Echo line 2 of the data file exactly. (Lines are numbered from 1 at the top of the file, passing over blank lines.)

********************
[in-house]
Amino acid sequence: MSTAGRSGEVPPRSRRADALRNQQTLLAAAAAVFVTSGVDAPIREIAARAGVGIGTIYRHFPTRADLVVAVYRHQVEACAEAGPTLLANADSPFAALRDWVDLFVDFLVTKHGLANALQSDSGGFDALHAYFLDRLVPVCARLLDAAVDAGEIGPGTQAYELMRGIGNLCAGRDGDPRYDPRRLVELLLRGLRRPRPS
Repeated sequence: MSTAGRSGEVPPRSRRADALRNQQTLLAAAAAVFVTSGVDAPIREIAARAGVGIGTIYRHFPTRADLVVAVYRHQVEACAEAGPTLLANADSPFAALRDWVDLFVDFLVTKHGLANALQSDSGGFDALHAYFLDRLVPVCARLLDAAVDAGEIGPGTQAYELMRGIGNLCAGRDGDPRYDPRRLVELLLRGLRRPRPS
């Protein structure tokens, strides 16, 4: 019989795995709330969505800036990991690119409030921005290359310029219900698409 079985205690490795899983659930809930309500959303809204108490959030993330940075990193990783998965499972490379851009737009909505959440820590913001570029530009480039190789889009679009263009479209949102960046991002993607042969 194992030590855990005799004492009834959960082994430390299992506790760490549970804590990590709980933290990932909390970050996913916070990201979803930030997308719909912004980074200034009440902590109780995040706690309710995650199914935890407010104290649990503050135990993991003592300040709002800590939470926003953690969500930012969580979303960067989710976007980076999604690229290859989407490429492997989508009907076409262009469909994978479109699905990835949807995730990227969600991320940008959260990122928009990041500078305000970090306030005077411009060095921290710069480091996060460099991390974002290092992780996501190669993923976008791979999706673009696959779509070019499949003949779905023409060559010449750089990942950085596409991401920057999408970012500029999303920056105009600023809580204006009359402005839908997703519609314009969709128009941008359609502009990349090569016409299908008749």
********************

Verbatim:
Amino acid sequence: MSTAGRSGEVPPRSRRADALRNQQTLLAAAAAVFVTSGVDAPIREIAARAGVGIGTIYRHFPTRADLVVAVYRHQVEACAEAGPTLLANADSPFAALRDWVDLFVDFLVTKHGLANALQSDSGGFDALHAYFLDRLVPVCARLLDAAVDAGEIGPGTQAYELMRGIGNLCAGRDGDPRYDPRRLVELLLRGLRRPRPS